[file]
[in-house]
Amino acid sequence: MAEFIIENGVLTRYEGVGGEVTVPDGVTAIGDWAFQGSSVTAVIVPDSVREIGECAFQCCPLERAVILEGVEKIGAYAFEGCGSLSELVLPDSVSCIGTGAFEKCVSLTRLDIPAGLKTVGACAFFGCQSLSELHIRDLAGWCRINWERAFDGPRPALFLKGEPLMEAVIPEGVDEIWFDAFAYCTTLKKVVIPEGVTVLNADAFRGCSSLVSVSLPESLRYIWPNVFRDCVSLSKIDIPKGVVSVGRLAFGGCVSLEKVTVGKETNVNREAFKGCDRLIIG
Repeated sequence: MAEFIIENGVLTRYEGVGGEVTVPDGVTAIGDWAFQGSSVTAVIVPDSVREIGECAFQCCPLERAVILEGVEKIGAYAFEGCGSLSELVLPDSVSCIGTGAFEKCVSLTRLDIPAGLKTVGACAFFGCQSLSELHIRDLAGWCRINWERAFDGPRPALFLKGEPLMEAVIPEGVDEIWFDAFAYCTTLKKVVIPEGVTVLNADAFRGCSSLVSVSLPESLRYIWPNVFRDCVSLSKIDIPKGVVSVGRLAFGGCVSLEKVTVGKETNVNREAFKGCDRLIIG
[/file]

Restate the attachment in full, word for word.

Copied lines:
[in-house]
Amino acid sequence: MAEFIIENGVLTRYEGVGGEVTVPDGVTAIGDWAFQGSSVTAVIVPDSVREIGECAFQCCPLERAVILEGVEKIGAYAFEGCGSLSELVLPDSVSCIGTGAFEKCVSLTRLDIPAGLKTVGACAFFGCQSLSELHIRDLAGWCRINWERAFDGPRPALFLKGEPLMEAVIPEGVDEIWFDAFAYCTTLKKVVIPEGVTVLNADAFRGCSSLVSVSLPESLRYIWPNVFRDCVSLSKIDIPKGVVSVGRLAFGGCVSLEKVTVGKETNVNREAFKGCDRLIIG
Repeated sequence: MAEFIIENGVLTRYEGVGGEVTVPDGVTAIGDWAFQGSSVTAVIVPDSVREIGECAFQCCPLERAVILEGVEKIGAYAFEGCGSLSELVLPDSVSCIGTGAFEKCVSLTRLDIPAGLKTVGACAFFGCQSLSELHIRDLAGWCRINWERAFDGPRPALFLKGEPLMEAVIPEGVDEIWFDAFAYCTTLKKVVIPEGVTVLNADAFRGCSSLVSVSLPESLRYIWPNVFRDCVSLSKIDIPKGVVSVGRLAFGGCVSLEKVTVGKETNVNREAFKGCDRLIIG